A graduate of the University of Miami’s School of Music, Steven EUGEne GROoVE (Euge Groove!) was in Hagerstown, Maryland and grew up in a musical home. His mother played piano and taught the Cherub choir at Christ Lutheran Church, and he began his own musical pursuits at the age of seven, beginning with the piano and adding the saxophone at nine. But for Euge it was in elementary school where he discovered that music was his calling. “In fifth grade I thought I’d be in school band the rest of my life.” He later discovered two saxophonists who had a profound effect on his approach to playing. “One was French classical player Marcel Mule, who really defined what the sax was supposed to sound like for me and the other was David Sanborn. He took that sound and brought it into the mainstream world,” reminisces Euge Groove. He explains, “I’ve listened to everyone from Grover (Washington Jr.) and (David) Sanborn to (Charlie) Parker and (John) Coltrane as well as (Michael) Brecker, (Stan) Getz, King Curtis, Junior Walker, Richard Elliott and Kirk Whalum. The thing is, the more mature we become the more those influences fuse into something new. I always listened to a lot of R&B growing up, fused that with Pop music, then with the Gospel music. Hopefully all these influences come through in my music and I am able to create my own unique expression.” With the release of Comfort Zone, Euge Groove further asserts himself as one of the most distinctive artists in Contemporary Jazz and assures us that he is in the zone. He also lets us in on a little secret – balance is the key to everything. “When I am not making music, I love driving the California coast. I’m very fortunate that I can be to the coast in about 15 minutes. It’s very Zen for me. Also, pizza. I love making pizza. I have a wood pizza oven in my backyard, and when I’m up to it, I get up early in the morning, make the dough, the sauce, and for dinner fire up the oven. I’ve got to be in the mood though. I get more requests in the house than I make. It’s like music for me; You can’t force it!”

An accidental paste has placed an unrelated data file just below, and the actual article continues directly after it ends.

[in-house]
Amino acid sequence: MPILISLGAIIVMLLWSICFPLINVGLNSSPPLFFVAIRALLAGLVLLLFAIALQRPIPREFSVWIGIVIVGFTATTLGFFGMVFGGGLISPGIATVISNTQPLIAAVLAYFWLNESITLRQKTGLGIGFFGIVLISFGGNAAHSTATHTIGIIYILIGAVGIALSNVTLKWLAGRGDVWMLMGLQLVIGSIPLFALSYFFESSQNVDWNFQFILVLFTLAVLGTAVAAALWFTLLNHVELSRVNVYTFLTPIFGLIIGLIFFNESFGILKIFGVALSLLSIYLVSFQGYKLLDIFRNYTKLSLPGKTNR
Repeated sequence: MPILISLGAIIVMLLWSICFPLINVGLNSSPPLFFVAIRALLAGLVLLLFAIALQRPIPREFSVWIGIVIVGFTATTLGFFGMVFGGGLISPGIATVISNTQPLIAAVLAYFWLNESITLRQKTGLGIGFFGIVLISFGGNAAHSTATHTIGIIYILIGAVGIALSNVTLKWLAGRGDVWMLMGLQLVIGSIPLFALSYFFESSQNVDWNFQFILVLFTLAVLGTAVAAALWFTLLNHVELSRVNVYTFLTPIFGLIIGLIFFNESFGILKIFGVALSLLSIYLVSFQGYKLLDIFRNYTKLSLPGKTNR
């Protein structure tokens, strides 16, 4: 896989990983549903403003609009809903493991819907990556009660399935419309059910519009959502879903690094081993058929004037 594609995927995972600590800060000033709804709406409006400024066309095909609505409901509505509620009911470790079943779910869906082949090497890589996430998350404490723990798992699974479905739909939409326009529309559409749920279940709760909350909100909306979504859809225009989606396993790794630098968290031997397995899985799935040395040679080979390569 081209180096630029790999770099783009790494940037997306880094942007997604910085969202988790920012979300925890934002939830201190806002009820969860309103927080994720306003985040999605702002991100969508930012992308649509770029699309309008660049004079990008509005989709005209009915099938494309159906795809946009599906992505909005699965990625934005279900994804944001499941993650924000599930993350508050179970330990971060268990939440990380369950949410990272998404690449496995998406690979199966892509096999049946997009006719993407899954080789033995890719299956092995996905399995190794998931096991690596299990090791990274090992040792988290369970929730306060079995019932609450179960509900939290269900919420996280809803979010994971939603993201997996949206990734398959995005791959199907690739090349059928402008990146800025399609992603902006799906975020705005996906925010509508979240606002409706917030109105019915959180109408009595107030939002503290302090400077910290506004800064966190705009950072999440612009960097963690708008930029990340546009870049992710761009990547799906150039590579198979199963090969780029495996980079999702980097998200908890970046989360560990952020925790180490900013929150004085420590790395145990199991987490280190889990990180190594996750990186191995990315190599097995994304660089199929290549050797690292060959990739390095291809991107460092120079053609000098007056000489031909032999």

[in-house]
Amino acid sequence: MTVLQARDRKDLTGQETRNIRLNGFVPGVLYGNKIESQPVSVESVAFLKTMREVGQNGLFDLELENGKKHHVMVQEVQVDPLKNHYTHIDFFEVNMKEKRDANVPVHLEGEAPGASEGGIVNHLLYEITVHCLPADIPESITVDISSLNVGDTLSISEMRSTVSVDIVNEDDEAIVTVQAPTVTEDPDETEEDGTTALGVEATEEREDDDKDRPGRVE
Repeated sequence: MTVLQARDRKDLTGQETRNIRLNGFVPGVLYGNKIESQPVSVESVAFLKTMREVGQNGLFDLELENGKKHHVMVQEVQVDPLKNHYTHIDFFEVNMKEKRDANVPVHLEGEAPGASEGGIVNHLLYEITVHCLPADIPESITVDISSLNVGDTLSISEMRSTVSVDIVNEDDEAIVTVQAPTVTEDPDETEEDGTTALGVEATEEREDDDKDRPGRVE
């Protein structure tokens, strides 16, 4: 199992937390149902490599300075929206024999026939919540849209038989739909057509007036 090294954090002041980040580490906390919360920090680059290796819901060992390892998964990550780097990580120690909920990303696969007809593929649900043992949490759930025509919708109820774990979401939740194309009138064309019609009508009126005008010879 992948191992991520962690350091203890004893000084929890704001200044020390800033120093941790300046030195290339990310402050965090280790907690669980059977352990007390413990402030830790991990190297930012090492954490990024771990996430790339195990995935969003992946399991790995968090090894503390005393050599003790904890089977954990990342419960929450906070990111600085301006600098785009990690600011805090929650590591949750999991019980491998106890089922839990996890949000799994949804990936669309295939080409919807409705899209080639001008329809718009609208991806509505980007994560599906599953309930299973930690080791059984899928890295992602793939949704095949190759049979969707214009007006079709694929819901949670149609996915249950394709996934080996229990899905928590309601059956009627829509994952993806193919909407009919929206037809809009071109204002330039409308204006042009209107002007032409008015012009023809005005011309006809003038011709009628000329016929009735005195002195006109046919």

Shanachie Entertainment